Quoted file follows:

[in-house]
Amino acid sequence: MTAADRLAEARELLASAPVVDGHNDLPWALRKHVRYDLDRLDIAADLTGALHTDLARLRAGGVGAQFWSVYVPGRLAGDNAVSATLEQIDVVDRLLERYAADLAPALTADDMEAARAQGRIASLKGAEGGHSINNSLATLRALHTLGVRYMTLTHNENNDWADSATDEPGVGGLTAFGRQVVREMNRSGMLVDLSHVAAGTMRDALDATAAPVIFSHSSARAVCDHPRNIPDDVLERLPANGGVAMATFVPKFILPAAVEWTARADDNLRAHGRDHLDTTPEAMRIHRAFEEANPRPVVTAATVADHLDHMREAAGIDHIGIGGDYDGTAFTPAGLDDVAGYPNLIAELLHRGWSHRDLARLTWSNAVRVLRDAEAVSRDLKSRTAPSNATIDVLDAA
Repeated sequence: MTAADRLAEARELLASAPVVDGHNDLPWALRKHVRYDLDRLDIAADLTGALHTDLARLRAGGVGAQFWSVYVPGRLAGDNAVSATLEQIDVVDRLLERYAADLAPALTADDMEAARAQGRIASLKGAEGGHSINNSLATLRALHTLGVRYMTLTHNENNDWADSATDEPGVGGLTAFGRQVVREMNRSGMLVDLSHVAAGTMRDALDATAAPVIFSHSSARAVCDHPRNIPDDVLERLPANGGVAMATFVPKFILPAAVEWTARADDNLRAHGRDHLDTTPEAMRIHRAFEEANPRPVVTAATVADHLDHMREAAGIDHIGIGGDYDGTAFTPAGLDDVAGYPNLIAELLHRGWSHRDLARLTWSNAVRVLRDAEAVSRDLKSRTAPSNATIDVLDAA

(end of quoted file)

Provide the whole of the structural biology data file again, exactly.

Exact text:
[in-house]
Amino acid sequence: MTAADRLAEARELLASAPVVDGHNDLPWALRKHVRYDLDRLDIAADLTGALHTDLARLRAGGVGAQFWSVYVPGRLAGDNAVSATLEQIDVVDRLLERYAADLAPALTADDMEAARAQGRIASLKGAEGGHSINNSLATLRALHTLGVRYMTLTHNENNDWADSATDEPGVGGLTAFGRQVVREMNRSGMLVDLSHVAAGTMRDALDATAAPVIFSHSSARAVCDHPRNIPDDVLERLPANGGVAMATFVPKFILPAAVEWTARADDNLRAHGRDHLDTTPEAMRIHRAFEEANPRPVVTAATVADHLDHMREAAGIDHIGIGGDYDGTAFTPAGLDDVAGYPNLIAELLHRGWSHRDLARLTWSNAVRVLRDAEAVSRDLKSRTAPSNATIDVLDAA
Repeated sequence: MTAADRLAEARELLASAPVVDGHNDLPWALRKHVRYDLDRLDIAADLTGALHTDLARLRAGGVGAQFWSVYVPGRLAGDNAVSATLEQIDVVDRLLERYAADLAPALTADDMEAARAQGRIASLKGAEGGHSINNSLATLRALHTLGVRYMTLTHNENNDWADSATDEPGVGGLTAFGRQVVREMNRSGMLVDLSHVAAGTMRDALDATAAPVIFSHSSARAVCDHPRNIPDDVLERLPANGGVAMATFVPKFILPAAVEWTARADDNLRAHGRDHLDTTPEAMRIHRAFEEANPRPVVTAATVADHLDHMREAAGIDHIGIGGDYDGTAFTPAGLDDVAGYPNLIAELLHRGWSHRDLARLTWSNAVRVLRDAEAVSRDLKSRTAPSNATIDVLDAA